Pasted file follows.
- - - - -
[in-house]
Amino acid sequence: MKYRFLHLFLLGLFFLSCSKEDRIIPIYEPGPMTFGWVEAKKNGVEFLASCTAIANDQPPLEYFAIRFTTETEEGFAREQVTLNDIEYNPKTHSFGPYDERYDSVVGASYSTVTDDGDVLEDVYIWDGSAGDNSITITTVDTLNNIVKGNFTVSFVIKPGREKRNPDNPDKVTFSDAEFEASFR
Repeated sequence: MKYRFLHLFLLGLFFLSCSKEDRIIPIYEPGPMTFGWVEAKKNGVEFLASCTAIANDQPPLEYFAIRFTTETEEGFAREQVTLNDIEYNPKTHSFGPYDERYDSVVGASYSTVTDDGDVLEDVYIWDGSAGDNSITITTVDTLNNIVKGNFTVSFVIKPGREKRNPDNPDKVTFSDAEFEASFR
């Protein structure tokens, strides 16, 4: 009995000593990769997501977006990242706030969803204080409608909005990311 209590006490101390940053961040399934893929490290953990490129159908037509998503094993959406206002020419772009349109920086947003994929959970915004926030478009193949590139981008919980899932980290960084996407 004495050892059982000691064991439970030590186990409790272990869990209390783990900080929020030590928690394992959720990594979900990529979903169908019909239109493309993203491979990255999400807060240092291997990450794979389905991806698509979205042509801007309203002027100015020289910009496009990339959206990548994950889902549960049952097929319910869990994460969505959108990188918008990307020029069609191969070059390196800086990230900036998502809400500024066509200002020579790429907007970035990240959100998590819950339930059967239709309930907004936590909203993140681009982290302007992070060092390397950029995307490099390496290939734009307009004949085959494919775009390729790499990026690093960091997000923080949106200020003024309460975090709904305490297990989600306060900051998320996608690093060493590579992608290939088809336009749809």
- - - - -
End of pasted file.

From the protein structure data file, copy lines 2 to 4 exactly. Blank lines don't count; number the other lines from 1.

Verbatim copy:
Amino acid sequence: MKYRFLHLFLLGLFFLSCSKEDRIIPIYEPGPMTFGWVEAKKNGVEFLASCTAIANDQPPLEYFAIRFTTETEEGFAREQVTLNDIEYNPKTHSFGPYDERYDSVVGASYSTVTDDGDVLEDVYIWDGSAGDNSITITTVDTLNNIVKGNFTVSFVIKPGREKRNPDNPDKVTFSDAEFEASFR
Repeated sequence: MKYRFLHLFLLGLFFLSCSKEDRIIPIYEPGPMTFGWVEAKKNGVEFLASCTAIANDQPPLEYFAIRFTTETEEGFAREQVTLNDIEYNPKTHSFGPYDERYDSVVGASYSTVTDDGDVLEDVYIWDGSAGDNSITITTVDTLNNIVKGNFTVSFVIKPGREKRNPDNPDKVTFSDAEFEASFR
């Protein structure tokens, strides 16, 4: 009995000593990769997501977006990242706030969803204080409608909005990311 209590006490101390940053961040399934893929490290953990490129159908037509998503094993959406206002020419772009349109920086947003994929959970915004926030478009193949590139981008919980899932980290960084996407 004495050892059982000691064991439970030590186990409790272990869990209390783990900080929020030590928690394992959720990594979900990529979903169908019909239109493309993203491979990255999400807060240092291997990450794979389905991806698509979205042509801007309203002027100015020289910009496009990339959206990548994950889902549960049952097929319910869990994460969505959108990188918008990307020029069609191969070059390196800086990230900036998502809400500024066509200002020579790429907007970035990240959100998590819950339930059967239709309930907004936590909203993140681009982290302007992070060092390397950029995307490099390496290939734009307009004949085959494919775009390729790499990026690093960091997000923080949106200020003024309460975090709904305490297990989600306060900051998320996608690093060493590579992608290939088809336009749809």